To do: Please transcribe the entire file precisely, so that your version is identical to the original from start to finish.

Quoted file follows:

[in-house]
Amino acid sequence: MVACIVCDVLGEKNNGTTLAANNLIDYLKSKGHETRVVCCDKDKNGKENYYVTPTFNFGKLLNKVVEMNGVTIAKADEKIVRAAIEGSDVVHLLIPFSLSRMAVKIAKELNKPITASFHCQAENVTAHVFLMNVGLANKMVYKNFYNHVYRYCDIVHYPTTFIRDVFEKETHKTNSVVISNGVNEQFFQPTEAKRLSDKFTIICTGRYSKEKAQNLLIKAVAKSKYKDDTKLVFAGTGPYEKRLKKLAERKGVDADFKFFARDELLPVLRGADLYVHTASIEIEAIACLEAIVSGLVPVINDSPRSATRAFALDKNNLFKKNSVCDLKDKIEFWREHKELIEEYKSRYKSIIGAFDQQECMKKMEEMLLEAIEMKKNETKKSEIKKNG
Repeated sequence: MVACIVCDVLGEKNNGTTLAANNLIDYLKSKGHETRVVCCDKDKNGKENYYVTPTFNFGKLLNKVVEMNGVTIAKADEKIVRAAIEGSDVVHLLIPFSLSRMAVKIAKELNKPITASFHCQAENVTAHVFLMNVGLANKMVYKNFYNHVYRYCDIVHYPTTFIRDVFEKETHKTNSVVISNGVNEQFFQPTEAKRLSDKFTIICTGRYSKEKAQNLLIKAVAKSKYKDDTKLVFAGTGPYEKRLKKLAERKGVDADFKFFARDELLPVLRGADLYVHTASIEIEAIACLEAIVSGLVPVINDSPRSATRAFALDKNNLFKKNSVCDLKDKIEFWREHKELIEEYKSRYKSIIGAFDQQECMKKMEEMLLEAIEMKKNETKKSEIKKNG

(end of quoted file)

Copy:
[in-house]
Amino acid sequence: MVACIVCDVLGEKNNGTTLAANNLIDYLKSKGHETRVVCCDKDKNGKENYYVTPTFNFGKLLNKVVEMNGVTIAKADEKIVRAAIEGSDVVHLLIPFSLSRMAVKIAKELNKPITASFHCQAENVTAHVFLMNVGLANKMVYKNFYNHVYRYCDIVHYPTTFIRDVFEKETHKTNSVVISNGVNEQFFQPTEAKRLSDKFTIICTGRYSKEKAQNLLIKAVAKSKYKDDTKLVFAGTGPYEKRLKKLAERKGVDADFKFFARDELLPVLRGADLYVHTASIEIEAIACLEAIVSGLVPVINDSPRSATRAFALDKNNLFKKNSVCDLKDKIEFWREHKELIEEYKSRYKSIIGAFDQQECMKKMEEMLLEAIEMKKNETKKSEIKKNG
Repeated sequence: MVACIVCDVLGEKNNGTTLAANNLIDYLKSKGHETRVVCCDKDKNGKENYYVTPTFNFGKLLNKVVEMNGVTIAKADEKIVRAAIEGSDVVHLLIPFSLSRMAVKIAKELNKPITASFHCQAENVTAHVFLMNVGLANKMVYKNFYNHVYRYCDIVHYPTTFIRDVFEKETHKTNSVVISNGVNEQFFQPTEAKRLSDKFTIICTGRYSKEKAQNLLIKAVAKSKYKDDTKLVFAGTGPYEKRLKKLAERKGVDADFKFFARDELLPVLRGADLYVHTASIEIEAIACLEAIVSGLVPVINDSPRSATRAFALDKNNLFKKNSVCDLKDKIEFWREHKELIEEYKSRYKSIIGAFDQQECMKKMEEMLLEAIEMKKNETKKSEIKKNG